Pack Up and Hit the Road

Once upon a time, our family spent hours packing up our car for a tent camping trip. There was stuff in every nook and cranny of the vehicle, and more stuff was lashed to the roof. We looked like the Clampetts as they loaded up their jalopy to head to Beverly Hills. When we stopped for groceries, I realized I had forgotten one very important item: my purse!

Over the years since that catastrophe, we have perfected our packing and unpacking routines. Here are my top five tips for packing up and hitting the road:

1. Make a Master Packing List

Create a master list of all the items you may need for an RV vacation. While many of these items can permanently stay in the RV, some items need to be periodically replenished or have to be loaded each time. Use your master packing list to double-check your RV before each trip. You can find our packing list here: Travels with Birdy Hit-the-Road List. All of these items don’t go with us on every trip, but I want my master list to have everything we might need.

At the end of the camping season, you will need to clear any items out of the RV that you don’t want to store in it over the winter. The master packing list is useful in the spring when you reload the RV for a new camping season.

Hit the Road20140606-01 (1)2. Make a Separate Packing List for the Kids

“Hey Mom, you forgot my belt. Hey Dad, I can’t find my charger.” After hearing statements like these from my kids (and being blamed for the forgotten items), I realized I needed to put my kids in charge of their own stuff, so I created a separate packing list for them. Making children accountable for their items teaches them responsibility.

You can make the complexity of the packing list match your children’s ages. For younger children, you might create a page of photos or clip art images of the items they are responsible for. For example, you might show a ball, goggles, and books…some simple items the children can easily find and add to the packing pile. Since our boys are older, they are responsible for gathering almost everything they will take on a trip. They bring everything to our packing pile from their list, and I double-check it before we load our trailer.

3. Pack Everything; However, Don’t Pack Too Much

When heading out, it is a good idea to pack everything you might need. On past trips, we mistakenly assumed we could go to a store for anything we were lacking. We soon discovered we occasionally had trouble finding the necessary items on the road, and sometimes, there wasn’t any place to shop close to our campground. On our first trip, I think my husband spent more time driving back and forth to the store than he did at our campsite. Now, we pack plenty of the “can’t-live-without” items and replenish everything else on the road.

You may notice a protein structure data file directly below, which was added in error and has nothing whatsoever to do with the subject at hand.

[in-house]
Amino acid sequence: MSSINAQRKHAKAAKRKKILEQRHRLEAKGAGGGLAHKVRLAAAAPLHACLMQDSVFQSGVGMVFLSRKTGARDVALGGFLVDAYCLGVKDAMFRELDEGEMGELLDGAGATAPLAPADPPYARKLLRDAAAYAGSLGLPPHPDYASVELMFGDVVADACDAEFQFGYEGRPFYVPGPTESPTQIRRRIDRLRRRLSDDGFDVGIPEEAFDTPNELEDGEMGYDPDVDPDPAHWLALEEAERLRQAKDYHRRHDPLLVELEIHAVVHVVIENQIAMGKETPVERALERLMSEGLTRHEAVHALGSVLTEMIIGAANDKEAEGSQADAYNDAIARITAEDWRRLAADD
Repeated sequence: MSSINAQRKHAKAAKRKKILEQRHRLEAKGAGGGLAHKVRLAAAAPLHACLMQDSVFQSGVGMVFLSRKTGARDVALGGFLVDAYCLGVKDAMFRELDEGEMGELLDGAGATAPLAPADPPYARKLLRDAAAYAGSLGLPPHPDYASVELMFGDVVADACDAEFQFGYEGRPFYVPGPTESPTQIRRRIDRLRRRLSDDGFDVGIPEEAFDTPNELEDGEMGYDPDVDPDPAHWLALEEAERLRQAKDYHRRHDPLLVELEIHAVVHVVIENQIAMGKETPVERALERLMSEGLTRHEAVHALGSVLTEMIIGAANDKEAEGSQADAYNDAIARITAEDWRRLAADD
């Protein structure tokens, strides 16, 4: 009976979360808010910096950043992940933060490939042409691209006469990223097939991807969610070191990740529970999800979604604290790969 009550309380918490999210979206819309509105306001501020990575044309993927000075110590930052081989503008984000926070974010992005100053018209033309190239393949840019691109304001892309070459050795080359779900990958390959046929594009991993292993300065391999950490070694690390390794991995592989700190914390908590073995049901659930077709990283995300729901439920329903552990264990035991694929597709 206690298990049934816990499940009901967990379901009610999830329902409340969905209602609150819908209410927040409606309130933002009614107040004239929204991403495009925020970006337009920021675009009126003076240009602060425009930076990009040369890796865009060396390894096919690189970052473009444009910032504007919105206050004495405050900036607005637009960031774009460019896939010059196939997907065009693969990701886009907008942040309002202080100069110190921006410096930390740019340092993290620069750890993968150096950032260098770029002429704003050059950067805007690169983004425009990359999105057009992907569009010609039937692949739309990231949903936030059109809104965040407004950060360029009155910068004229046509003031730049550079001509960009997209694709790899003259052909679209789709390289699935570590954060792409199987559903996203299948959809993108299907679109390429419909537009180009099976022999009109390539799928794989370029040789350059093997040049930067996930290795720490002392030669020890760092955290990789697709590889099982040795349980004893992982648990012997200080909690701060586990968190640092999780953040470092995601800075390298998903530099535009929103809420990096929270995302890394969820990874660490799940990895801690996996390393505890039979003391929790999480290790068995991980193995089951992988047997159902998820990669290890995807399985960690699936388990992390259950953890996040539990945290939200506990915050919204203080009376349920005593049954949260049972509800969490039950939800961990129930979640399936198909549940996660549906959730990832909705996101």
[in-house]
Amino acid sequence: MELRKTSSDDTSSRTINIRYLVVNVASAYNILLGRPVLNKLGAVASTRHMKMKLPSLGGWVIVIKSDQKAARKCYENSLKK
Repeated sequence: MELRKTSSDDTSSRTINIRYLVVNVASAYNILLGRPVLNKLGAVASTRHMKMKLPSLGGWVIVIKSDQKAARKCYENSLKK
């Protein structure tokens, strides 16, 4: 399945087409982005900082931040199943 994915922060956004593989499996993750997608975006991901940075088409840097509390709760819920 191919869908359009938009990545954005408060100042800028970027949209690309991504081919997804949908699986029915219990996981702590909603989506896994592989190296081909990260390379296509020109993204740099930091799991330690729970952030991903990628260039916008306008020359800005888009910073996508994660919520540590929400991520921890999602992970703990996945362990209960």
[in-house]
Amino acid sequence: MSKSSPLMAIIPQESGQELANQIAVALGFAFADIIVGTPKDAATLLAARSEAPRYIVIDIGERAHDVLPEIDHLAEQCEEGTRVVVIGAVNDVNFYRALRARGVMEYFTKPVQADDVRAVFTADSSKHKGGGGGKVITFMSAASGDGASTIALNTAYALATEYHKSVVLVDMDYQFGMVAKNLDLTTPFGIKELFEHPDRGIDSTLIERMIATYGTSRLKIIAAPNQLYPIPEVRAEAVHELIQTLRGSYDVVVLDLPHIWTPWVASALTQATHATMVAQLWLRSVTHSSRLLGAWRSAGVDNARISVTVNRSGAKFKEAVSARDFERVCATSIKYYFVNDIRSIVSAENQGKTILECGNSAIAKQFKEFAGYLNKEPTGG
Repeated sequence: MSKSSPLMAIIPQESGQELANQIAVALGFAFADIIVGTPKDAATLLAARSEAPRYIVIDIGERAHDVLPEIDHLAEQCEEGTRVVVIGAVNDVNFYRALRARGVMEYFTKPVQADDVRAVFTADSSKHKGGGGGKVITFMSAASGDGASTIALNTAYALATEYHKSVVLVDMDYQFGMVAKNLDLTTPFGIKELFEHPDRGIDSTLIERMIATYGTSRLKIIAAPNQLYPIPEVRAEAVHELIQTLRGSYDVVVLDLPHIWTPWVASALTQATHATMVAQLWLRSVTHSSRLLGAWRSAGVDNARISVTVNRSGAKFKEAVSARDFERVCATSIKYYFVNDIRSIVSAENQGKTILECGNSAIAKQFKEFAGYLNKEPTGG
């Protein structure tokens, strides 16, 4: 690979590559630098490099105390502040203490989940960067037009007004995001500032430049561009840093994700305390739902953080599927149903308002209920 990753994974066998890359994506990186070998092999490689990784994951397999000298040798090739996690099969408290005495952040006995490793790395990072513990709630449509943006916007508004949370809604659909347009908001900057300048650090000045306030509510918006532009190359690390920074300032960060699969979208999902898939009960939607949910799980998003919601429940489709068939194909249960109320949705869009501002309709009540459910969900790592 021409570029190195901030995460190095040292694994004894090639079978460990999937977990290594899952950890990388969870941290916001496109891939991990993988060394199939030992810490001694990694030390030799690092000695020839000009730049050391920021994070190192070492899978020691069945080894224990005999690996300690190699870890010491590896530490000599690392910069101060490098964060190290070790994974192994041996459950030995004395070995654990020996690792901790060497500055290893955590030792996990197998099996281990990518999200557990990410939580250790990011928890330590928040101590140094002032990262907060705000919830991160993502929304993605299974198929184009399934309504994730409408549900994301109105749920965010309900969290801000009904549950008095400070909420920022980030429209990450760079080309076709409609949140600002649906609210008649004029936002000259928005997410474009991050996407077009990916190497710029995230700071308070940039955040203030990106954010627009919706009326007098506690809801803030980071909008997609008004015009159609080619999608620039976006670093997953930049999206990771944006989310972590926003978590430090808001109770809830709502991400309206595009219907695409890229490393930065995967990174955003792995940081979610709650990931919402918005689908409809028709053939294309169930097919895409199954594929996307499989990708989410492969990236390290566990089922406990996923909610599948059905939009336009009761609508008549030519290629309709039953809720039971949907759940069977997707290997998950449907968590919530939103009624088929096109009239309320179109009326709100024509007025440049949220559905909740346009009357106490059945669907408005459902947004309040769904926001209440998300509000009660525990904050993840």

Despite my suggestion to pack everything, you also want to avoid packing too much. Be sure to consider the GVW (gross vehicle weight) of your rig and the towing capacity of your vehicle. When in doubt, find a truck scale to see if you are within your limits when the RV is fully loaded.

Your RV has limited space, and it is more comfortable if it is not packed to the gills. Be critical about which non-essential items you tote along. We stop and ask ourselves: Will we really use this, and will we use it enough to make it worth hauling?

4. Use Bins and Bags to Organize

Surviving in a small space for many days can be nerve-wracking for some of us. For me, cutting the clutter is essential to my sanity. Inside each of our cabinets, we use bins and bags to keep things organized. There’s a tub for office supplies, one for toiletries, one for medicines, et cetera.

Use bins that stack nicely, sort your items into sensible categories, and label the bins, as needed. I live by this motto: “There’s a place for everything, and everything in its place.” Having meaningful storage solutions helps everyone in the family learn where things are and where they belong.

Hit the Road20150802-02

5. Find Routines to Make Unpacking More Pleasant

When we arrive home after a long trip, our family is usually reluctant to begin the chore of unpacking the RV. To make this less of a burden, don’t feel obligated to unpack everything as soon as you park. Pull out the essential items (such as groceries, toiletries, and pillows) and leave the rest for later. Once everyone is feeling refreshed, set up a family assembly line to move items from the RV to the house. I usually stay inside our trailer deciding what stays in and what goes out, while the rest of the family carries stuff in.

Unpacking the camper upon your return home is less stressful if you don’t have to haul in a pile of dirty laundry. As we head home from longer road trips, we find an RV park with good laundry facilities. I toss in several loads as we relax around the campground. Even though this is costlier than doing it at home, this money is well spent if it makes you feel better about unpacking.

Packing and unpacking are not the most glamorous part of your RV adventure; however, doing them well can make your trip more efficient and comfortable. I hope my five tips help your family the next time you pack up to hit the road!


Kerri Cox writes about her family and RV travel at You can also follow their adventures on Twitter (@travelwithbirdy) and Instagram (@travelswithbirdy).

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